How freezing your hiring in 2023 may hinder your company’s growth

In times of economic uncertainty, hiring strategies shift from the recruitment of new staff to the retaining of existing staff. Companies typically put the brakes on hiring as a short-term precaution to preserve cash flow, often forgetting how crucial it is to expand your team’s knowledge and skillset to achieve longer-term goals.

A hiring freeze is typically a knee-jerk reaction to uncertain economic environments but despite good intentions, many founders can become short-sighted due to their anxiety about the future. Yet, research has shown that “companies that rely solely on cutting the workforce have only an 11% probability of achieving breakaway performance after a downturn.”

Experts at Harvard Business Review have identified a common trend among companies that were able to adjust their recruiting processes during tough economic times. An analysis of 4,700 companies across the last three recessions found that 9% came out of the crises by employing a “progressive focus”.

Progressive focus refers to looking at the longer-term goals of the business and strategically allocating resources to the areas that will move the business forward instead of waiting for the storm to blow over. In summary, these companies did cut back but in a strategic and selective manner.

Viewing uncertainty as an opportunity

Throughout history, we have seen uncertainty within markets as a catalyst for innovation. Back in its start-up days, Microsoft built resilience in the 1970s by hiring during one of the worst 16-month economic periods in US history ready to launch its market-changing technology suite.

Likewise, Netflix launched in 1997 just before the dot-com crash of the early 2000s, and was able to weather the storm and harness its innovation and creativity from its people to transform itself into a pioneer in streaming on-demand consumer video.

Apple also pivoted during the dot-com crash of the early 2000s and Tim Cook, the current CEO of Apple, has recently stated “we believe in investing during downturns.”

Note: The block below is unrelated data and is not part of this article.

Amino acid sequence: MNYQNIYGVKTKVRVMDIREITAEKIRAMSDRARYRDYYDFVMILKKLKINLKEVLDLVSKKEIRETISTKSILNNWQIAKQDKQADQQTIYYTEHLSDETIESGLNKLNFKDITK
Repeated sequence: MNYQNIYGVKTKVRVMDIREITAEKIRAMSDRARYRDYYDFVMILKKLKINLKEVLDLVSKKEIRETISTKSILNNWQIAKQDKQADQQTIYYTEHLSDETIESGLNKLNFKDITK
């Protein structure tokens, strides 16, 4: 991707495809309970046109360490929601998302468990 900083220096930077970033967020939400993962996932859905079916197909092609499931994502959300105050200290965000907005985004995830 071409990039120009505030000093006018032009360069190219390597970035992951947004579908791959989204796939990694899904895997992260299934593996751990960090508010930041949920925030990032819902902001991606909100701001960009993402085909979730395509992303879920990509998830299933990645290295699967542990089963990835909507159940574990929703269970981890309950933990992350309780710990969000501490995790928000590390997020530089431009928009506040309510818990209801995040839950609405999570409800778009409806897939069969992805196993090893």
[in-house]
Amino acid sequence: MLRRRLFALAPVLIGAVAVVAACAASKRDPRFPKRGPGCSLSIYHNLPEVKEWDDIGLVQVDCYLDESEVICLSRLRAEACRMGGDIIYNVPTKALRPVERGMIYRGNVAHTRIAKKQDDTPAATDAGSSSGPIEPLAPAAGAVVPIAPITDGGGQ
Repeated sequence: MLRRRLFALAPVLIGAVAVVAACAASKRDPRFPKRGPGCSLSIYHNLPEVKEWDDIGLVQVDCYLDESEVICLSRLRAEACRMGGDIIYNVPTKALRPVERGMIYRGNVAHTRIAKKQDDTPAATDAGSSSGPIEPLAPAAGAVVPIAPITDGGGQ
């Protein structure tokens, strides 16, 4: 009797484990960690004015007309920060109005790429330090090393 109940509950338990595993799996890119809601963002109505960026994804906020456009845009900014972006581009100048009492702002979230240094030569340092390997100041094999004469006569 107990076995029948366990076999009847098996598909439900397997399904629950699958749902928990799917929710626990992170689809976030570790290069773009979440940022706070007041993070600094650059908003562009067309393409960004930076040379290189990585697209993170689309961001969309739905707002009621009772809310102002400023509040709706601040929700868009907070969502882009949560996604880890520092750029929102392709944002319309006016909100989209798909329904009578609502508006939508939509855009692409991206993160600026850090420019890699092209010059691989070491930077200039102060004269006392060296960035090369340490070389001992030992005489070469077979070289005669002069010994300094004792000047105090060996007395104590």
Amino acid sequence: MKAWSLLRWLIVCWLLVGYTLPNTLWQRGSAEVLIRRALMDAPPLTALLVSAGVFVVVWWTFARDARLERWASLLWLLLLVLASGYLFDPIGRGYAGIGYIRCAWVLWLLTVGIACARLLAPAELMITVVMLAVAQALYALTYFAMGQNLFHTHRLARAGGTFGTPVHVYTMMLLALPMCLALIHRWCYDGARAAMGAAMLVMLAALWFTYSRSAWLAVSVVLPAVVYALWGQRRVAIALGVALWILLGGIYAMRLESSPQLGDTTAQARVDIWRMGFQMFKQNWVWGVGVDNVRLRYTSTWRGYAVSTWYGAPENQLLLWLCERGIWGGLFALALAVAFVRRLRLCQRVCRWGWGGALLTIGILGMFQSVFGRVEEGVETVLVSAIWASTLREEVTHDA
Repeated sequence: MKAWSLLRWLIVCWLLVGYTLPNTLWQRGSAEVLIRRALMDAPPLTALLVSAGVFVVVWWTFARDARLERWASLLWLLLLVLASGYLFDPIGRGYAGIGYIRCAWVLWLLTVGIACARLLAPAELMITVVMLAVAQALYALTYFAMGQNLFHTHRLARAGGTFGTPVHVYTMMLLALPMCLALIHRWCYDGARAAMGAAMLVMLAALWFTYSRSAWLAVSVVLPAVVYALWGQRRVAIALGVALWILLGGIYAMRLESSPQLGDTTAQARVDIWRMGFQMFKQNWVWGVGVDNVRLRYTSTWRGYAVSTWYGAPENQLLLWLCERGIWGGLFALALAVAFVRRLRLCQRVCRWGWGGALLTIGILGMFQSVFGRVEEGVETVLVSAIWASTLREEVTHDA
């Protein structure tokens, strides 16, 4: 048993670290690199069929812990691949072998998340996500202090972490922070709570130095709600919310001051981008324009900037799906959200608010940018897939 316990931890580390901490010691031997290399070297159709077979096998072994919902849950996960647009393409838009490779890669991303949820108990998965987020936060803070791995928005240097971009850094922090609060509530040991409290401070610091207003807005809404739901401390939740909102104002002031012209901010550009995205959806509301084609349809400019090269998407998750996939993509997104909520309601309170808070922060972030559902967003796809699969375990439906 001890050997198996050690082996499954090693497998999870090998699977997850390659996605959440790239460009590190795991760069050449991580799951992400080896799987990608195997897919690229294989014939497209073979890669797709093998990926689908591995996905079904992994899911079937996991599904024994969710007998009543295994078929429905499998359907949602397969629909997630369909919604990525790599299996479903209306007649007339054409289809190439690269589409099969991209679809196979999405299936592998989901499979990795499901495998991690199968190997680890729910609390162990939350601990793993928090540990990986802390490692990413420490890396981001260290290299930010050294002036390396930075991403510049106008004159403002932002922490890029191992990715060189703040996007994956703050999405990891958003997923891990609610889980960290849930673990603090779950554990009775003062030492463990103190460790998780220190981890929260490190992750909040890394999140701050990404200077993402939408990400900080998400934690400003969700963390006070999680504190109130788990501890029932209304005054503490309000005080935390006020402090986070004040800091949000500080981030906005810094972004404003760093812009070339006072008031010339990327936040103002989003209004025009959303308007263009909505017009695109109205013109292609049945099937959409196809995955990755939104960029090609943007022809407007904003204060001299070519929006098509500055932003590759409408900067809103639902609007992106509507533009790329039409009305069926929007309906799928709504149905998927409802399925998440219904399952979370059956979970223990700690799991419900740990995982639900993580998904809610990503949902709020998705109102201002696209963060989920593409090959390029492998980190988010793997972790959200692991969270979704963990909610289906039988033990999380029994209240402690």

Thinking of the bigger picture

During the 2008 global financial crisis, a survey of 3,400 executives found that the most common reaction to the crisis was to scale back recruiting. At the same time, survey participants rated the selective hiring of high-performing employees from competitors as one of the three most effective responses to the crisis and the one with the best impact on employee commitment.

Many of these choices will reflect our loss aversion — a bias that makes us resistant to change because we’re more concerned by what we may lose than what we might gain. It’s also the reason we tend to laser in on avoiding bad outcomes rather than focusing on progress.

Pragmatic leaders recognize the importance of keeping the momentum going when it comes to business growth. Investing in the right talent to support your longer-term goals in times of uncertainty can ensure that no previous progress is loss.

Handling your hiring in uncertain market conditions

Using the progressive focus framework as a guide, we would recommend considering the following elements before deciding how to proceed with your hiring plans:

  • Your company’s long-term goals: Where do you want your company to be in 5 years’ time? What skills and expertise are your current team lacking to achieve this?
  • Your company’s immediate hiring needs: What positions do you have open? Are they a low, medium or high priority to achieving long-term goals?
  • What are my competitors doing? Taking a step back and looking at your competitors can provide you with a sense of direction. Are your competitors freezing their hiring or making lay-offs? This could be a great opportunity to get one step ahead.

How Engtal can help

Whether you’re on a hiring freeze or ramping up your hiring in 2023, our team is here to provide invaluable market insight, employer branding support, and access to top candidates in the technology and engineering markets. Reach out to us today to discuss your current or future hiring needs.